Steam, Unleashed

As many people are writing about, Steam recently revised their policy on policing the content of games sold on their platform. The new policy? Anything goes… unless it’s illegal or “trolling.”

So we ended up going back to one of the principles in the forefront of our minds when we started Steam, and more recently as we worked on Steam Direct to open up the Store to many more developers: Valve shouldn’t be the ones deciding this. If you’re a player, we shouldn’t be choosing for you what content you can or can’t buy. If you’re a developer, we shouldn’t be choosing what content you’re allowed to create. Those choices should be yours to make. Our role should be to provide systems and tools to support your efforts to make these choices for yourself, and to help you do it in a way that makes you feel comfortable.

I agree with pretty much everyone that this change will not go well for Valve.

What I don’t think is appreciated as much though, is the quandary Valve was/is in. Although there has been movements to erode it, most of the internet is still protected by Safe Harbor rules, meaning that you cannot be held responsible for content that other people post. This has led to a weird dichotomy in which Valve gets blamed for letting school shooting games slip through the cracks – and how this must reflect on Valve’s values as a company – whereas no one holds any such standards on Google, through which you can readily find the most vilest of content imaginable. “Steam is offering it for sale though!” Okay… how about Amazon and eBay and Craigslist and any ISP that allows whatever store/forum to be hosted on their bandwidth?

Do we even want these tech entities to be the arbiters of morality on our behalf?

When I saw this announcement, my first thought was “Yikes,” followed by “This is probably less bad than simply saying ‘We now allow (cartoon) porn.'” Because that is really what’s going on here, IMO. Remember the game Hatred? That was pulled from Steam for violence/controversy back in 2014… and personally reinstated the next day by Gabe Newell, who said:

Hi Jaroslaw. Yesterday I heard that we were taking Hatred down from Greenlight. Since I wasn’t up to speed, I asked around internally to find out why we had done that. It turns out that it wasn’t a good decision, and we’ll be putting Hatred back up. My apologies to you and your team. Steam is about creating tools for content creators and customers. Good luck with your game.

Conversely, the number of uncensored hentai games on Steam can be counted with, ahem, one hand.

You can make all the “Artistic!” arguments you want, but the bottom line is that Valve had to constantly argue that Geralt having sex on a stuffed unicorn (etc) in Witcher 3 was fine, but anime boobs was going too far. Worse than literal Hitler, in fact, or outrageous violence and gore. Visual Novel studios had to censor their products, and then offer instructions on the Steam forums on how to uncensor it via patches. Until Valve cracked down on that… which then led to developers giving instructions on their own webpages and dedicated fans then relaying that info via Steam forums.

To be clear, this policy shift will unleash all sorts of actual disgusting, offensive garbage on the platform, a few clicks away from anyone. Steam will still have a long way to go to get as bad as this site, but they are certainly heading down that road.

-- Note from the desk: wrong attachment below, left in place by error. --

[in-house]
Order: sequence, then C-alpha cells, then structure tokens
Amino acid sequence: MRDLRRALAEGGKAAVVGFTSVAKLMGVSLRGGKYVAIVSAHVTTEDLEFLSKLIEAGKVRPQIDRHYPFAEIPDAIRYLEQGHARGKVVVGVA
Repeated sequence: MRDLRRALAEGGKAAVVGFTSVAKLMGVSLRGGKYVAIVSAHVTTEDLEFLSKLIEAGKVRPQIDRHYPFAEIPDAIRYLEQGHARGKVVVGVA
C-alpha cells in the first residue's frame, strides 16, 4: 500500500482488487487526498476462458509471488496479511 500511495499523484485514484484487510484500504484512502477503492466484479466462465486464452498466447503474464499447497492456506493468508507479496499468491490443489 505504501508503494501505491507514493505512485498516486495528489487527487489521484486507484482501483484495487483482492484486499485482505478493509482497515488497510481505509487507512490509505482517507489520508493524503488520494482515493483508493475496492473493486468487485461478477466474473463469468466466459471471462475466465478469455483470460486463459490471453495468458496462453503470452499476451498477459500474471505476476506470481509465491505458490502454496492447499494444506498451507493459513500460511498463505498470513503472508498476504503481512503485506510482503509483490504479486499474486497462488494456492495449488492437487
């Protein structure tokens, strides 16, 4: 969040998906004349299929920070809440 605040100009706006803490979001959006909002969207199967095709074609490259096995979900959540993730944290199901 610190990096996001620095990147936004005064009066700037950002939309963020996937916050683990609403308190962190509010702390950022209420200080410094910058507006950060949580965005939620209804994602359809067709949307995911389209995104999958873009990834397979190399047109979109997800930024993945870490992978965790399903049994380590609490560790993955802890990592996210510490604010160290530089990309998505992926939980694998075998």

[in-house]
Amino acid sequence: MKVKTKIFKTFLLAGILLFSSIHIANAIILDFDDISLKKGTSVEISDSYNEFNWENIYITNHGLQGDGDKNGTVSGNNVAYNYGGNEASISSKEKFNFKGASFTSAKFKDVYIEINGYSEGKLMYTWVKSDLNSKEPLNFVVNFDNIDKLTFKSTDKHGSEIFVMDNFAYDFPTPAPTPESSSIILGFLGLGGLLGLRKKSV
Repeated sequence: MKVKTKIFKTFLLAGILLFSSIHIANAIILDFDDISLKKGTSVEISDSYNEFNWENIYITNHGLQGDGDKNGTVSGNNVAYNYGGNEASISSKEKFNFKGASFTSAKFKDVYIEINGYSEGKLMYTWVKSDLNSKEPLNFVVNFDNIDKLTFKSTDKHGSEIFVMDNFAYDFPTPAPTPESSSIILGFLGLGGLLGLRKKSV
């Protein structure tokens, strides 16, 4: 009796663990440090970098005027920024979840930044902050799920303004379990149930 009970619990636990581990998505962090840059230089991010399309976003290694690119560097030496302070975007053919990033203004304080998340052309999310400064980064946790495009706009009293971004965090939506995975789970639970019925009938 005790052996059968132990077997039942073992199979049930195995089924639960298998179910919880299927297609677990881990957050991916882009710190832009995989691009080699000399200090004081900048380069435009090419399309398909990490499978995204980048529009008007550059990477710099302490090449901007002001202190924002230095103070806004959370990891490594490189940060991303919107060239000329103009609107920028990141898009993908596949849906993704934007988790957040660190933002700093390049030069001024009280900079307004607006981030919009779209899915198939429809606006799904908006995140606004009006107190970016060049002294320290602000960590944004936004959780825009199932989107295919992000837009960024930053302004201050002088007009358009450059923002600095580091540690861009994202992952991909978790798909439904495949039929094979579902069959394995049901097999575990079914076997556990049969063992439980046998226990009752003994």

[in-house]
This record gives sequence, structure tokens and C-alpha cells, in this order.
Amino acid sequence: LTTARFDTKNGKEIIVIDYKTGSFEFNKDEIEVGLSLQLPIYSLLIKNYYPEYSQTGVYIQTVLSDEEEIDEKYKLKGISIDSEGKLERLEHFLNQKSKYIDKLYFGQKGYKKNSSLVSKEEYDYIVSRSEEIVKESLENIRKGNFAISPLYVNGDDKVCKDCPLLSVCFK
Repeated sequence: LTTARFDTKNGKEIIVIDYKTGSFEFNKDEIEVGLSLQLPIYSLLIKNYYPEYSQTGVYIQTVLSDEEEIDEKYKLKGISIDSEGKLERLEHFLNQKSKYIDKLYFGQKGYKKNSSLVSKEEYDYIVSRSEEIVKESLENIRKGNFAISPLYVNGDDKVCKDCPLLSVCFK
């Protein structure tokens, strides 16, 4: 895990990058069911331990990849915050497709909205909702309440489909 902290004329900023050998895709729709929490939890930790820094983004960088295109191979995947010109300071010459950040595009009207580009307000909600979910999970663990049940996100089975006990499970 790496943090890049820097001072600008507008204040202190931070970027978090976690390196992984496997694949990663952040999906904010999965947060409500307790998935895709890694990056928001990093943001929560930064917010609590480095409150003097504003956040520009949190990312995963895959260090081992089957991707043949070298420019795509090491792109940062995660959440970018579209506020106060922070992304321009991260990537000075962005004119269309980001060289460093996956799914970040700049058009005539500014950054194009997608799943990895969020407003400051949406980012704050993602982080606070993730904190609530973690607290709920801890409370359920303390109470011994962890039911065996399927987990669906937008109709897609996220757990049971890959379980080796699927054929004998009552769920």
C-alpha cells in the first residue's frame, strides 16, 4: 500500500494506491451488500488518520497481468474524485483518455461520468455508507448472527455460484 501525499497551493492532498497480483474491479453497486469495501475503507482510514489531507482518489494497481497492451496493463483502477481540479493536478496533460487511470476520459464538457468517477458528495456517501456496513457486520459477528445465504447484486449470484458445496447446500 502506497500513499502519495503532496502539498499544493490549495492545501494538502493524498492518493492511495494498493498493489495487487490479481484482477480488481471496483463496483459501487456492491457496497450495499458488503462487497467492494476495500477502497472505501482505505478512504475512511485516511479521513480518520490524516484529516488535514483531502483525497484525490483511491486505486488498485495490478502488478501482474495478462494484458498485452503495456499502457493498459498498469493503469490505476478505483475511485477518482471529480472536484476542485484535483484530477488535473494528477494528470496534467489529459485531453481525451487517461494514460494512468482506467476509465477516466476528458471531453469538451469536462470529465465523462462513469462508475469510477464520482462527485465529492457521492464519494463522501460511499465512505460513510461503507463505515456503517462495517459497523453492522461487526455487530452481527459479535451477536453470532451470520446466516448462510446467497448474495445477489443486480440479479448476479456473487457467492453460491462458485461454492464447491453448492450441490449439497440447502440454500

But at some point, I have to ask… why shouldn’t Steam be a simple (DRM) platform? The argument that Steam used to be a curation of the best games is a canard from yesteryear. In 2013, there were 565 new games released on Steam. The following years, that number increased to 1772 in 2014, 2964 in 2015, 4207 in 2016 (40% of all games on the platform), and 7672 in 2017. Any sort of active curation has not been occurring for at least four years, and certainly stopped by 2016.

Amusingly, we seem to be on the pendulum backswing when it comes to videogame punditry. Back in the day, you had to rely on gaming magazines like Nintendo Power and Game Players (ah, my youth) to find out any useful information about the gaming world. Then gaming went mainstream, and for a while there you were able to consume the information available on your own. Now there are so many games and information vying for your limited attention that it’s better to just find a few websites or bloggers with similar tastes and just follow them. That’s your curation now.

Anyway, like I said before, I fully anticipate Valve being raked over the coals for this move (which they have arguably been doing for 4+ years now). It’s already happening, actually, but it will get much worse for them once (more) outright racist and sexually violent games are released and then broadcast on cable news channels. I don’t want those games to exist either… but someone apparently felt that way about uncensored Visual Novels for many years, and I didn’t think that was particularly reasonable. Those two things are not equivalent… and that’s kinda the point.

Is it that we are supposed to trust Valve’s corporate values to arbitrate the correct morality, or is it more that Valve’s (nebulous) policy provided us a lever by which we could enforce our own? With Valve throwing up their hands, we have (for now) lost that leverage, and must rely instead on the much more difficult, and potentially futile, endeavor to change hearts and minds directly.

Bleach is a much better disinfectant than sunlight, but at some point we should address the issue of why shit is getting so dirty in the first place.

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Posted on June 8, 2018, in Commentary and tagged , , , , , . Bookmark the permalink. 13 Comments.

  1. A part of me keeps asking, “Why does Steam have to have ALL the games ever on its platform?” The indie devs have now won their long war with Steam, having complained vehemently about every possible barrier to entry that Valve has tried, from trivially small fees to having to prove their games might have any sort of following. Now Steam just asks that they don’t break the law. Take your victory lap.